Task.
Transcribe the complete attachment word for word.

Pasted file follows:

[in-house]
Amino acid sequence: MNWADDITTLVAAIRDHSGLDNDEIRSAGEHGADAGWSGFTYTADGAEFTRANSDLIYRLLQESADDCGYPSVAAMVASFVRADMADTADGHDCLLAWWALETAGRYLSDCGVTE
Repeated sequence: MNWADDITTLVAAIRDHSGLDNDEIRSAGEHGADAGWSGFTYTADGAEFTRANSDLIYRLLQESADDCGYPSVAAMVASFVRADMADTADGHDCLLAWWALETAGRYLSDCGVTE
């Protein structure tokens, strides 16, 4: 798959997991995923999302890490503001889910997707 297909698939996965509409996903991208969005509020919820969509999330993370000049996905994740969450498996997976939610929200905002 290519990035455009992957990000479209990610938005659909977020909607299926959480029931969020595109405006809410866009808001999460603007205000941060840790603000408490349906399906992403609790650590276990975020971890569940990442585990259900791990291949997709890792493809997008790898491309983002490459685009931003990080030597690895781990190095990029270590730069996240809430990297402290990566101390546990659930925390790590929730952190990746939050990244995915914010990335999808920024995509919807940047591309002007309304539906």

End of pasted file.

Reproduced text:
[in-house]
Amino acid sequence: MNWADDITTLVAAIRDHSGLDNDEIRSAGEHGADAGWSGFTYTADGAEFTRANSDLIYRLLQESADDCGYPSVAAMVASFVRADMADTADGHDCLLAWWALETAGRYLSDCGVTE
Repeated sequence: MNWADDITTLVAAIRDHSGLDNDEIRSAGEHGADAGWSGFTYTADGAEFTRANSDLIYRLLQESADDCGYPSVAAMVASFVRADMADTADGHDCLLAWWALETAGRYLSDCGVTE
């Protein structure tokens, strides 16, 4: 798959997991995923999302890490503001889910997707 297909698939996965509409996903991208969005509020919820969509999330993370000049996905994740969450498996997976939610929200905002 290519990035455009992957990000479209990610938005659909977020909607299926959480029931969020595109405006809410866009808001999460603007205000941060840790603000408490349906399906992403609790650590276990975020971890569940990442585990259900791990291949997709890792493809997008790898491309983002490459685009931003990080030597690895781990190095990029270590730069996240809430990297402290990566101390546990659930925390790590929730952190990746939050990244995915914010990335999808920024995509919807940047591309002007309304539906």